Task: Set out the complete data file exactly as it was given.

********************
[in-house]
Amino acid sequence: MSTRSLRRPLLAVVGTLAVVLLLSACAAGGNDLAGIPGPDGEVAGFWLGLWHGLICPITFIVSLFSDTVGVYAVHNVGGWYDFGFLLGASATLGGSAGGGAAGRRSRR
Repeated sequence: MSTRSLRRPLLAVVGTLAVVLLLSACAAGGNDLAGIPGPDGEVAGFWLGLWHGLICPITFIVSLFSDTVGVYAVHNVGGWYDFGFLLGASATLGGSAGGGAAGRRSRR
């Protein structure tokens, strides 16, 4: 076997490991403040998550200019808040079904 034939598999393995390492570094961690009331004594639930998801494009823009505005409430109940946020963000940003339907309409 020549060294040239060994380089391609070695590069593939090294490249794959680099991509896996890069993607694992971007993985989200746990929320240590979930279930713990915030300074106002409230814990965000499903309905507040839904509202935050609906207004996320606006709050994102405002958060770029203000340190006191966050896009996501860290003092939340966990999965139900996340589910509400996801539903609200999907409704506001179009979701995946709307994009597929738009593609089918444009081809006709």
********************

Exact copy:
[in-house]
Amino acid sequence: MSTRSLRRPLLAVVGTLAVVLLLSACAAGGNDLAGIPGPDGEVAGFWLGLWHGLICPITFIVSLFSDTVGVYAVHNVGGWYDFGFLLGASATLGGSAGGGAAGRRSRR
Repeated sequence: MSTRSLRRPLLAVVGTLAVVLLLSACAAGGNDLAGIPGPDGEVAGFWLGLWHGLICPITFIVSLFSDTVGVYAVHNVGGWYDFGFLLGASATLGGSAGGGAAGRRSRR
């Protein structure tokens, strides 16, 4: 076997490991403040998550200019808040079904 034939598999393995390492570094961690009331004594639930998801494009823009505005409430109940946020963000940003339907309409 020549060294040239060994380089391609070695590069593939090294490249794959680099991509896996890069993607694992971007993985989200746990929320240590979930279930713990915030300074106002409230814990965000499903309905507040839904509202935050609906207004996320606006709050994102405002958060770029203000340190006191966050896009996501860290003092939340966990999965139900996340589910509400996801539903609200999907409704506001179009979701995946709307994009597929738009593609089918444009081809006709």